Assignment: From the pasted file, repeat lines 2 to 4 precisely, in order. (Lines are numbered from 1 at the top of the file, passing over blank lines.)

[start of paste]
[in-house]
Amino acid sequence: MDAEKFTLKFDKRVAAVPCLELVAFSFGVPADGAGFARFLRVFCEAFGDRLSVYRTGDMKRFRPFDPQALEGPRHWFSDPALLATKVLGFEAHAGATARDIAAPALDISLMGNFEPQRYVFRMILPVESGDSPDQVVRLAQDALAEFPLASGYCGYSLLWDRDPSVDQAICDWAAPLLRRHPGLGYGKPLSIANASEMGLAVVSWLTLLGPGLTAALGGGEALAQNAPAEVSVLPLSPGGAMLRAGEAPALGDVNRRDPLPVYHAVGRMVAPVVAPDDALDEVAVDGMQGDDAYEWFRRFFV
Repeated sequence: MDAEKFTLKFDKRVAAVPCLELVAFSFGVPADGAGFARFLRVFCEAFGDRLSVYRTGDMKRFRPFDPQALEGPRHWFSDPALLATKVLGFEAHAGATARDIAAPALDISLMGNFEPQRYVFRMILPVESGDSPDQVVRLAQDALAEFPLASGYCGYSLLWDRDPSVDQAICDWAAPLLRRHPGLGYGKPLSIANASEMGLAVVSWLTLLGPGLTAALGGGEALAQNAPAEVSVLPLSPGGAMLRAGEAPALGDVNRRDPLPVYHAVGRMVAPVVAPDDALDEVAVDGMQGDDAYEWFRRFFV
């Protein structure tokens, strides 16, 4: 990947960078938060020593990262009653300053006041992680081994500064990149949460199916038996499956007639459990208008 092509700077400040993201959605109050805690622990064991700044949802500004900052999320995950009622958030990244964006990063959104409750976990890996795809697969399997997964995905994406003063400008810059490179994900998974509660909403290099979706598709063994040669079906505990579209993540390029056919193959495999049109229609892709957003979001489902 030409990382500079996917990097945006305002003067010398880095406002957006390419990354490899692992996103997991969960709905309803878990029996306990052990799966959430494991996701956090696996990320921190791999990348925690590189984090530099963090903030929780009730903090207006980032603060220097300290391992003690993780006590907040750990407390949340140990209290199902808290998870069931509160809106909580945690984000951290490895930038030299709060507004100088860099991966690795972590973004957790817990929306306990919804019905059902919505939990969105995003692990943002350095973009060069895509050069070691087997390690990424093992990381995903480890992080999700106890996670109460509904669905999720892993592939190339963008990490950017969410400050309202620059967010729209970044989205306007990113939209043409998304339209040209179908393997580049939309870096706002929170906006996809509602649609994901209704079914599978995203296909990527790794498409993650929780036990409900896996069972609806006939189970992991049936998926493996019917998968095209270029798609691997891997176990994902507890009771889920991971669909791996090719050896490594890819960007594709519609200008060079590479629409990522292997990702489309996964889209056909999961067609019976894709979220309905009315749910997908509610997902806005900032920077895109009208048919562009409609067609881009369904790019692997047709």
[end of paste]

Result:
Amino acid sequence: MDAEKFTLKFDKRVAAVPCLELVAFSFGVPADGAGFARFLRVFCEAFGDRLSVYRTGDMKRFRPFDPQALEGPRHWFSDPALLATKVLGFEAHAGATARDIAAPALDISLMGNFEPQRYVFRMILPVESGDSPDQVVRLAQDALAEFPLASGYCGYSLLWDRDPSVDQAICDWAAPLLRRHPGLGYGKPLSIANASEMGLAVVSWLTLLGPGLTAALGGGEALAQNAPAEVSVLPLSPGGAMLRAGEAPALGDVNRRDPLPVYHAVGRMVAPVVAPDDALDEVAVDGMQGDDAYEWFRRFFV
Repeated sequence: MDAEKFTLKFDKRVAAVPCLELVAFSFGVPADGAGFARFLRVFCEAFGDRLSVYRTGDMKRFRPFDPQALEGPRHWFSDPALLATKVLGFEAHAGATARDIAAPALDISLMGNFEPQRYVFRMILPVESGDSPDQVVRLAQDALAEFPLASGYCGYSLLWDRDPSVDQAICDWAAPLLRRHPGLGYGKPLSIANASEMGLAVVSWLTLLGPGLTAALGGGEALAQNAPAEVSVLPLSPGGAMLRAGEAPALGDVNRRDPLPVYHAVGRMVAPVVAPDDALDEVAVDGMQGDDAYEWFRRFFV
């Protein structure tokens, strides 16, 4: 990947960078938060020593990262009653300053006041992680081994500064990149949460199916038996499956007639459990208008 092509700077400040993201959605109050805690622990064991700044949802500004900052999320995950009622958030990244964006990063959104409750976990890996795809697969399997997964995905994406003063400008810059490179994900998974509660909403290099979706598709063994040669079906505990579209993540390029056919193959495999049109229609892709957003979001489902 030409990382500079996917990097945006305002003067010398880095406002957006390419990354490899692992996103997991969960709905309803878990029996306990052990799966959430494991996701956090696996990320921190791999990348925690590189984090530099963090903030929780009730903090207006980032603060220097300290391992003690993780006590907040750990407390949340140990209290199902808290998870069931509160809106909580945690984000951290490895930038030299709060507004100088860099991966690795972590973004957790817990929306306990919804019905059902919505939990969105995003692990943002350095973009060069895509050069070691087997390690990424093992990381995903480890992080999700106890996670109460509904669905999720892993592939190339963008990490950017969410400050309202620059967010729209970044989205306007990113939209043409998304339209040209179908393997580049939309870096706002929170906006996809509602649609994901209704079914599978995203296909990527790794498409993650929780036990409900896996069972609806006939189970992991049936998926493996019917998968095209270029798609691997891997176990994902507890009771889920991971669909791996090719050896490594890819960007594709519609200008060079590479629409990522292997990702489309996964889209056909999961067609019976894709979220309905009315749910997908509610997902806005900032920077895109009208048919562009409609067609881009369904790019692997047709």